- Special Education Administrative Staff – The supervisory union employs an assistant superintendent for student services and two special education directors. Dorset and Manchester each employ their own special education directors. The roles and responsibilities of these positions should be examined to see if it would make more sense to have all special education administrators be employees of the supervisory union. Such a structure might allow for greater flexibility in assigning administrative responsibilities as student needs change, and could enhance our ability to supervise secondary student programming needs across all sending districts. I also believe this change would eliminate redundancies and duplication of tasks while promoting a more consistent implementation of frequently changing rules and regulations.
- Early Education – The supervisory union oversees the operation of five early education sites. Two of these sites are located in private child care centers and one is located in the Mt. Tabor town office building. These programs serve special needs students and students deemed to be at risk. Manchester has expressed an interest in expanding the program located at MEMS to include all four year olds. The process for considering this expansion will be started in the spring of 2009. A natural outcome of this process will be to examine if the early education programs should be administered by the supervisory union, the districts, or some combination of both.
- Transportation – Three districts (Dorset, Manchester, and Sunderland) operate their own busing and Currier and Mettawee contract their transportation out to their member districts. Rupert and Pawlet just went out to bid for a two year transportation contract. This new contract will expire at the same time the contract expires for Danby, Mt. Tabor and Currier. Before these contracts are renewed in two years, I believe we should examine all of our student transportation systems to see if a more efficient system could be achieved. A particular area of concern is special education transportation. We are frequently required to provide student transportation for special education students as a related service under their Individual Education Plans. Our costs in this area are high, and due to the lack of a systematic approach our special education administrators have to spend a great deal of time to trying to develop and secure transportation services for their students.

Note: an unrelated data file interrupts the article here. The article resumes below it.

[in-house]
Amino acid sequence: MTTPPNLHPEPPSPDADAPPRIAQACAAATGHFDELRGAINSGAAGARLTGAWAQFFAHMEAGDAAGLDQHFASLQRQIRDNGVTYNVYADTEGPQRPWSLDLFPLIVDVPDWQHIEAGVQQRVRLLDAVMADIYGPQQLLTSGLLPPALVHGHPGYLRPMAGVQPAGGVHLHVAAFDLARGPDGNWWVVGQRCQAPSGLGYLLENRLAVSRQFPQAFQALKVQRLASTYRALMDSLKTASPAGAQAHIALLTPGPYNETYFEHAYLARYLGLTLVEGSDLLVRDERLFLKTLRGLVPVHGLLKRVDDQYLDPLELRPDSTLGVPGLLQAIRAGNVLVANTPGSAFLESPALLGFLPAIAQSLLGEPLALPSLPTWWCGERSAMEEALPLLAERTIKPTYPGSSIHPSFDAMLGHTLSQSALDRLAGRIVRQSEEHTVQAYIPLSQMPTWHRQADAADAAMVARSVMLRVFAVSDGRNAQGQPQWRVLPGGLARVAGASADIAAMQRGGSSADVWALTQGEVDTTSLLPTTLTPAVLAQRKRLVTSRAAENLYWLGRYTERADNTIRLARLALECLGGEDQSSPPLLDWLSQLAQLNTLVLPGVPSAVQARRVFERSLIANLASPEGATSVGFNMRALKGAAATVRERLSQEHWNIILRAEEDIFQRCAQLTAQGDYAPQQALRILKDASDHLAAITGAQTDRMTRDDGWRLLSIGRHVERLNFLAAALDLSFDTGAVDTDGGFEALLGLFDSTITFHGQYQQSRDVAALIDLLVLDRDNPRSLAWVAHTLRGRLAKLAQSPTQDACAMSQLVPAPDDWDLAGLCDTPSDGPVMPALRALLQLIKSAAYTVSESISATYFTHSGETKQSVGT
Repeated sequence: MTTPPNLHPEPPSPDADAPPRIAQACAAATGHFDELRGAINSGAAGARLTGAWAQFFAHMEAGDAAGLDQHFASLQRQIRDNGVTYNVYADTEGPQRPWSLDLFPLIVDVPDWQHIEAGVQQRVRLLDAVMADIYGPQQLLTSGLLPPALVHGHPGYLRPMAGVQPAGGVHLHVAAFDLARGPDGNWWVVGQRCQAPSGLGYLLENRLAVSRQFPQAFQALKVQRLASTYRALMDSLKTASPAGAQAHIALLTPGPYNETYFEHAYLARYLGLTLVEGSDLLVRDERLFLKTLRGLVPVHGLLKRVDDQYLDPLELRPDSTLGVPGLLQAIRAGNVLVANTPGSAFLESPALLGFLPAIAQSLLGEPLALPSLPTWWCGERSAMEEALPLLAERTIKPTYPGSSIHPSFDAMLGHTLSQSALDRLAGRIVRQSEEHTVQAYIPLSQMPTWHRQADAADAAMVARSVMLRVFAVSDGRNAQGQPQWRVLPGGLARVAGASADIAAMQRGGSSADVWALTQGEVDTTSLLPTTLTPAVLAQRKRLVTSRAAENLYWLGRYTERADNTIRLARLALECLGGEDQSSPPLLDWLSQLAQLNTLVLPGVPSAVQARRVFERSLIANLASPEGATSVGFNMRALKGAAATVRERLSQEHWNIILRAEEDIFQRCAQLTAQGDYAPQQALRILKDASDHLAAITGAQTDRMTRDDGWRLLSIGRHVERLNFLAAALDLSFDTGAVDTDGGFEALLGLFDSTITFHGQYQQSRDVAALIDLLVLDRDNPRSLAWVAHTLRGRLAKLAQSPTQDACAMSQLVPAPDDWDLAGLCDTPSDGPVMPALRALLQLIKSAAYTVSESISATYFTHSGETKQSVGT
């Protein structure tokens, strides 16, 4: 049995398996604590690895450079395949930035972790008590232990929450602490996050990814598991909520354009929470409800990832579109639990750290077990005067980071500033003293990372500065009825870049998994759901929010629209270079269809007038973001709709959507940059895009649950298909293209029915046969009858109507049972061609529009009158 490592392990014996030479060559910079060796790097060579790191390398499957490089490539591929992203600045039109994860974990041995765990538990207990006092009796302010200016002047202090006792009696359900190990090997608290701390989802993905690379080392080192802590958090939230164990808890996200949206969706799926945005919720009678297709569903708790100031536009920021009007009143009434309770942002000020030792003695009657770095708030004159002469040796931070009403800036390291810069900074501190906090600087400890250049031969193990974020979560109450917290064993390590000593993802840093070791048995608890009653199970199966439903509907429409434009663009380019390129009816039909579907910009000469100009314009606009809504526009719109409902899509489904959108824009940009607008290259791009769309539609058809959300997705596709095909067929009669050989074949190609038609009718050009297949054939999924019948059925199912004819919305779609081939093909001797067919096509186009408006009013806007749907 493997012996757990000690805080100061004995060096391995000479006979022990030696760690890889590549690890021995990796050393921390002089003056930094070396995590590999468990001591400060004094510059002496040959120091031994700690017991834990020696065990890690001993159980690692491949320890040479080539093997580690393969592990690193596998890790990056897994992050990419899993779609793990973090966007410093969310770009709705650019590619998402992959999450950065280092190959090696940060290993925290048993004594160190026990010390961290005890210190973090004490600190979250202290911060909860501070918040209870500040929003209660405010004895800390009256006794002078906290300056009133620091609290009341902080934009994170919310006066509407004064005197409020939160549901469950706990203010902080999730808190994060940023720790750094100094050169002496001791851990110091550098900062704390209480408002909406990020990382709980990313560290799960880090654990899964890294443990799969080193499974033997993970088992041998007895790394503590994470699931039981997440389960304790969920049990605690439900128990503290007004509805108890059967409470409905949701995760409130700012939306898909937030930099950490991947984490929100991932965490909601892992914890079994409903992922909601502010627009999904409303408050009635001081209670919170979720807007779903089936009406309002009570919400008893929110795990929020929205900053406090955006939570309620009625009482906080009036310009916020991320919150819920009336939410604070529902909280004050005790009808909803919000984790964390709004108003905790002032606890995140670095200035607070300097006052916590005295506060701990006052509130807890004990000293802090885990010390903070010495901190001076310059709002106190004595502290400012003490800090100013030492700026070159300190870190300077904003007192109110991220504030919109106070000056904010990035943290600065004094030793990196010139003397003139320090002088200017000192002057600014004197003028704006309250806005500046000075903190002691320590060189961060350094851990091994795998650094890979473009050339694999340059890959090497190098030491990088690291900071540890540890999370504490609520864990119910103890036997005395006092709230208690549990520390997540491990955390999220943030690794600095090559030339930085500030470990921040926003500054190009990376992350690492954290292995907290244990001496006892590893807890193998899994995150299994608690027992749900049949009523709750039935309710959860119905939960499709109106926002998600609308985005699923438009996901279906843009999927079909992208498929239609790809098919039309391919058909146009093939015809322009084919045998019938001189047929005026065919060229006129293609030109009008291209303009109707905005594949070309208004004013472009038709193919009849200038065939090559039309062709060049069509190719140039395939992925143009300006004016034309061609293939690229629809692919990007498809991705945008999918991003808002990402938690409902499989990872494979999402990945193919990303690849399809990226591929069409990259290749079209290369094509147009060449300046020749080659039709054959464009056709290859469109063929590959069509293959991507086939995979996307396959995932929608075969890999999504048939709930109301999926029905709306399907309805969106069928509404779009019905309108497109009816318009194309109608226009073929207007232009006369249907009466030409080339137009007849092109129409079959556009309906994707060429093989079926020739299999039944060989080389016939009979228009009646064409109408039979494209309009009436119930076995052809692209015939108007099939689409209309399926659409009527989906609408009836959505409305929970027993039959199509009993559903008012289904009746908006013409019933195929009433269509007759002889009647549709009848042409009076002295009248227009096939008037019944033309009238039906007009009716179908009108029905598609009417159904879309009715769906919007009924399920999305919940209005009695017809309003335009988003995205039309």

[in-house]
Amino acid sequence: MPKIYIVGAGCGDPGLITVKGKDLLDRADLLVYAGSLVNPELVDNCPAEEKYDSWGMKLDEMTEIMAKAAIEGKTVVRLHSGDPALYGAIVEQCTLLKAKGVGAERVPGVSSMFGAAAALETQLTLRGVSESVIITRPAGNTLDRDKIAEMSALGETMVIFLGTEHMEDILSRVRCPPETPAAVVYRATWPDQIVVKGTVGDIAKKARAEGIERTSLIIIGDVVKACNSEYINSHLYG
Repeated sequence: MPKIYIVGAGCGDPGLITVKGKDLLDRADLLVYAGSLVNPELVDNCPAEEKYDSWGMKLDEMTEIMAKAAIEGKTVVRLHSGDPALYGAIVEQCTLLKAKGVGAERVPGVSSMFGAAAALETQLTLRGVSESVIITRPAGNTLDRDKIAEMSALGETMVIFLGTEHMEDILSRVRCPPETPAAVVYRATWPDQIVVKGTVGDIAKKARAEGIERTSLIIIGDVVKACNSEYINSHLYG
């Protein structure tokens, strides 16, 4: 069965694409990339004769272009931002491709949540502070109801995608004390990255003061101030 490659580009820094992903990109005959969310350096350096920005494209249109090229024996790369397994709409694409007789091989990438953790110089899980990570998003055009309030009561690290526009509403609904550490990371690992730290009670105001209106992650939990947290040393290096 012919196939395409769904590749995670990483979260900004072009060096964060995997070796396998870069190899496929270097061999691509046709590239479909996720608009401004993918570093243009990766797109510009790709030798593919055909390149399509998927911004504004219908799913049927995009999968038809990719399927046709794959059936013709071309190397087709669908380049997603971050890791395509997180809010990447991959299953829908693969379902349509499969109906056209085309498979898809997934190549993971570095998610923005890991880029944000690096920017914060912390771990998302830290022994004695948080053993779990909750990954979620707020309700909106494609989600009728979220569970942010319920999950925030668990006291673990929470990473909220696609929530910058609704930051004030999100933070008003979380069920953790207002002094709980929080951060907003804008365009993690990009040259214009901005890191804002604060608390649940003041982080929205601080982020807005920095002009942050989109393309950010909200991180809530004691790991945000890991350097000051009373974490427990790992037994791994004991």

- Information Systems – We have implemented several information systems to increase efficiency and to provide greater functionality. These systems include Google Apps (mail, calendaring, instant messaging, and collaborative documents and websites), SpEdDoc (a centralized special education data management system), AlertNOW (emergency messaging system), and Web2School and PowerSchool (student information management systems). To move forward with technology both from an operational/efficiency perspective and from an instructional perspective will require us to standardize the networking hardware in each school. An emerging concern is the need to expand wireless connectivity within the school buildings to meet increased demand from students and staff for access to networked resources. These needs will be best met by adopting a common hardware approach among all of the schools.
Our districts have engaged in a significant policy revision process. All districts that operate schools have begun to work on adopting a new policy framework that includes mandatory policies, local policies and ends policies. The ends policies should serve as a helpful structure in guiding conversations about the future goals of each school. I will begin working with the districts that do not operate schools to create a policy manual that meets their needs in a similar manner. The last phase of the policy work is to review supervisory union policies and procedures. Much of this effort will be focused on revising financial procedures, curriculum coordination policies, and professional development policies. It is my hope that we can begin this work in the fall of 2009.